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College's Special Sauce has Local Tomatoes

College's Special Sauce has Local Tomatoes


When a SUNY Cortland student forks into a plate of pasta nowadays, it is guaranteed the tomato sauce will be delicious, nutritious and earth-friendly.

Thanks to a partnership between the College’s Dining Services and Main Street Farms of Homer, N.Y., which was two years in the making, the two major campus dining halls now produce a pure New York state tomato sauce.

This past summer, Main Street Farms grew 3,520 pounds of tomatoes, which dining employees then turned into 250 gallons of sauce two days after harvest. The sauce includes locally grown onions, herbs and spices.

The tomatoes are not organic-certified, but come with the added expense of growing produce that contains no pesticides.

The Bistro
Students share a meal together at The Bistro in the Student Life Center.

“We love the sauce,” said Bill McNamara, director of Dining Services, a unit of the SUNY Cortland Auxiliary Services Corporation (ASC), which provides the campus with dining, college store and vending services. “We would love to find a way, not to necessarily grow our own tomatoes, but perhaps to grow other produce.”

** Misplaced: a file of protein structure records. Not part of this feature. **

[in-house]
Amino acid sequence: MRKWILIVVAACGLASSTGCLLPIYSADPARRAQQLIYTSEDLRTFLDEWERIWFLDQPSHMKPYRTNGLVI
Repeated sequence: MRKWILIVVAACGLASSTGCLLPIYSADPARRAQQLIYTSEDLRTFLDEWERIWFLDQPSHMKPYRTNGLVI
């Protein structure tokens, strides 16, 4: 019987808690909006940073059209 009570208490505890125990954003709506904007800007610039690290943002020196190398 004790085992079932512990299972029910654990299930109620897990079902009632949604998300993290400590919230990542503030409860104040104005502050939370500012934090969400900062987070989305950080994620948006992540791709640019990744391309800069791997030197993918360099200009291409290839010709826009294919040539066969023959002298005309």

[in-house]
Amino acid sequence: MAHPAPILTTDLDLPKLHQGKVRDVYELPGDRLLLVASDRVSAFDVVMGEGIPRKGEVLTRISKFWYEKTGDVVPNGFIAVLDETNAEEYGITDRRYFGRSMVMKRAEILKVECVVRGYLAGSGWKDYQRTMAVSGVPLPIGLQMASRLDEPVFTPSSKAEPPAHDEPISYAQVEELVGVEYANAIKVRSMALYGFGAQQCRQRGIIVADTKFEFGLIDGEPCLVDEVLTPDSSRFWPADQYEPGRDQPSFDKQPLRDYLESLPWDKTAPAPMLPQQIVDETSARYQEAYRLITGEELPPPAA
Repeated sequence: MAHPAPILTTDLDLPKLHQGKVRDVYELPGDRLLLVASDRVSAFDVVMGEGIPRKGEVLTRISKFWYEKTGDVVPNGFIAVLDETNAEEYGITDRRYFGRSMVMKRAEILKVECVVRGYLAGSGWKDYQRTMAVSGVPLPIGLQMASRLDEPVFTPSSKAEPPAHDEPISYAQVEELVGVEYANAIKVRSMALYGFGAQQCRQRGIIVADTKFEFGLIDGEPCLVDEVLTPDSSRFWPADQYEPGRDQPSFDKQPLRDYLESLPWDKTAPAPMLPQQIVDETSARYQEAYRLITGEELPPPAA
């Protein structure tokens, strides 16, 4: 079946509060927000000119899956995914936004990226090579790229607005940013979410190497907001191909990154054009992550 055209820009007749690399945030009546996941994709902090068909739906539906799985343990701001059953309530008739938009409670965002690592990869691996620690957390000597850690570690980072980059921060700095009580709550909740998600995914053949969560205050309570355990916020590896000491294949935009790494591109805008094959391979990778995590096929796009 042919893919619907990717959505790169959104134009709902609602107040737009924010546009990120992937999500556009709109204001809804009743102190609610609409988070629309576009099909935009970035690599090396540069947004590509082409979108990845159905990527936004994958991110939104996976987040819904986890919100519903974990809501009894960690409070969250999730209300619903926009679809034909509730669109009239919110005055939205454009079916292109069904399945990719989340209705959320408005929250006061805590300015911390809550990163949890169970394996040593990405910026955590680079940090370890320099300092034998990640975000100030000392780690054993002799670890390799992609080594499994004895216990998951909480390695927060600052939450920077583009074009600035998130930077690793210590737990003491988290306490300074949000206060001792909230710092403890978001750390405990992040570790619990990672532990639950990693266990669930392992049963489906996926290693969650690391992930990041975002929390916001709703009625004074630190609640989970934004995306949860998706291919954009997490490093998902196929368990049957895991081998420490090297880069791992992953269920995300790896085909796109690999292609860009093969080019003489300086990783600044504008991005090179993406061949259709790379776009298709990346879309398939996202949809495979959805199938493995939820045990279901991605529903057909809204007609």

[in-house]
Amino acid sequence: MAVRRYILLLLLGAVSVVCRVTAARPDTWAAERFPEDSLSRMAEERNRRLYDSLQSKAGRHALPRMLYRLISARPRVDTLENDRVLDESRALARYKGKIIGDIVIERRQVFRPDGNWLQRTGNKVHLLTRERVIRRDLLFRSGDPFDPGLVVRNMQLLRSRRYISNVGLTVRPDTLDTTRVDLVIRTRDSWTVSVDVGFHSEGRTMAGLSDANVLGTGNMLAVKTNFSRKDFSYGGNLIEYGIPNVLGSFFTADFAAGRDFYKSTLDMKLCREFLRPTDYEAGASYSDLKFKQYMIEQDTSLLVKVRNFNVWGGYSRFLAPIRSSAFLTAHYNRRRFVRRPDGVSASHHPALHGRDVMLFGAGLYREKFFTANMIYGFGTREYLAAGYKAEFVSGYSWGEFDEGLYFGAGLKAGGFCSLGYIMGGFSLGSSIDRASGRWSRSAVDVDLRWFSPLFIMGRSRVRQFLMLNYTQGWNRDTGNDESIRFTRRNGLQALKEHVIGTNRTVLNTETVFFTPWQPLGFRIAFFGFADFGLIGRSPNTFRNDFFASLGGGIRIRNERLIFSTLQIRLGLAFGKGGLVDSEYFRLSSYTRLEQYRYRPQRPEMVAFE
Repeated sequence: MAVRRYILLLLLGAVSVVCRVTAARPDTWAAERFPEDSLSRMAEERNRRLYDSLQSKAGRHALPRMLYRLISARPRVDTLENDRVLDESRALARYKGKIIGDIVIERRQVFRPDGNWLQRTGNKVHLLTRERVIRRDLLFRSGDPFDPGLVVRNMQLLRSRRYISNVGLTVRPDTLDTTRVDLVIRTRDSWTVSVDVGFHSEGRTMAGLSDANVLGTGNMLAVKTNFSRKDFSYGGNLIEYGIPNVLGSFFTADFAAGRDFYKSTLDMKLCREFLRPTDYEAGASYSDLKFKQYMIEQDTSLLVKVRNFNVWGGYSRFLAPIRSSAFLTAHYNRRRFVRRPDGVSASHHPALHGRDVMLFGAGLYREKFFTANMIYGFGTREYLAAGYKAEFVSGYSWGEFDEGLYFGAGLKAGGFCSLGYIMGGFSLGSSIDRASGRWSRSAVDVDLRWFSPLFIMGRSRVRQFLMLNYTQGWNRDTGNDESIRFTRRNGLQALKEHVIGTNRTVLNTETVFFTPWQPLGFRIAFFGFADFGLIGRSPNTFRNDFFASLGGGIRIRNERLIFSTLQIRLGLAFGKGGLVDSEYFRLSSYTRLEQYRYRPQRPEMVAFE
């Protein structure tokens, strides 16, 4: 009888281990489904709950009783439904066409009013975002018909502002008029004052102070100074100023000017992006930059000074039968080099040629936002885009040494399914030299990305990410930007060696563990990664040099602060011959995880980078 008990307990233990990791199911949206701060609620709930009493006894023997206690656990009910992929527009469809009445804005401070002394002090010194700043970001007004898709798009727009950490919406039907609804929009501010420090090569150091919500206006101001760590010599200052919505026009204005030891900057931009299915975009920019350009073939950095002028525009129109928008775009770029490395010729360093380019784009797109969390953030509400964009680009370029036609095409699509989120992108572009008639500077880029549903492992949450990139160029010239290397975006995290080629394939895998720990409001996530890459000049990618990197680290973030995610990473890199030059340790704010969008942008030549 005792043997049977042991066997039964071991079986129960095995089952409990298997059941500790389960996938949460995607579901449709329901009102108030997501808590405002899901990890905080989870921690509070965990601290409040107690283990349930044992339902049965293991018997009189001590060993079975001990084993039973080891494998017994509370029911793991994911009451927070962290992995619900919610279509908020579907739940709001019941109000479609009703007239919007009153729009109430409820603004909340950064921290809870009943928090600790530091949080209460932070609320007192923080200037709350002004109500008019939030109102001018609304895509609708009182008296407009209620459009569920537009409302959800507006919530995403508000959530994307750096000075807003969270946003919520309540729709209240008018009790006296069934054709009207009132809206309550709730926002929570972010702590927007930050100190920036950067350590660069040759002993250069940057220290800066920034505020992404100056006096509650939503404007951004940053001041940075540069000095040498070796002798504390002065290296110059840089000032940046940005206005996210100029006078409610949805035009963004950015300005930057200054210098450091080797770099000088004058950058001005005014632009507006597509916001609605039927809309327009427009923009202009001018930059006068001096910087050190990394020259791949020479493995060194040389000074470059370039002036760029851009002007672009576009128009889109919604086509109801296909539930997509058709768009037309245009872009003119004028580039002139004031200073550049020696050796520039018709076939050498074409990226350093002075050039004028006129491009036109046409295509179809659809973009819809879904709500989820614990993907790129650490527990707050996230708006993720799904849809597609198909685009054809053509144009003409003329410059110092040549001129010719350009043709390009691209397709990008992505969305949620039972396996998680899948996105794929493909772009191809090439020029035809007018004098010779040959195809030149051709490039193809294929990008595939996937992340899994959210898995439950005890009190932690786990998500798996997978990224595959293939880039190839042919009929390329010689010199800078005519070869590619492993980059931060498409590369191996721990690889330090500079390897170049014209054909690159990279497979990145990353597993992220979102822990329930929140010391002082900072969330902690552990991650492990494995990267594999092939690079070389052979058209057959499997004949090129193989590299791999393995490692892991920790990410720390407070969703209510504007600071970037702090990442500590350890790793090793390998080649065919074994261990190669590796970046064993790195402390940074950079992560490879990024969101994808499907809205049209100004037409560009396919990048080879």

The sauce at first was used on monthly, designated “sustainable dining” days in The Bistro and Neubig Dining. As of Nov. 9, the College began serving the remaining 200 gallons of sauce daily to finish it off.

According to McNamara, not many college campuses are using locally grown produce.

“The goal is for the campus to know that we support all local farms across New York state,” McNamara said. “ASC works with about 50 companies in the state.”

These include Trinity Valley Farms in East Homer, N.Y., the Food Hub out of Groton, N.Y., and Byrne Dairy, a New York state-based, national company.

“We are thrilled to offer a locally grown and locally produced tomato sauce to the SUNY Cortland campus, said McNamara. “The tomatoes came right from the vine to us and we made a fresh, tasty and healthy product for the campus.”

The College has been doing business with Main Street Farms since 2014. The tomato sauce experiment, which started as a one-year trial run for ASC, with hopes to continue in the future, has developed into a good partnership.

Allen Gandelman started Main Street Farms in 2011 after years of research and gardening. His company remains community-oriented and dedicated to sustainable agriculture and local food security. It recently expanded to a new urban farm on South Avenue in Cortland.

“We are hoping students notice a difference in the sauce and find it to be fresher,” said McNamara. “Our partnership with Main Street Farms allows us to expand our local produce purchases and offer students more of what they are looking for — fresh, healthy, locally grown products.”

For more information, visit or contact McNamara.

Prepared by public relations intern Jessica McFadden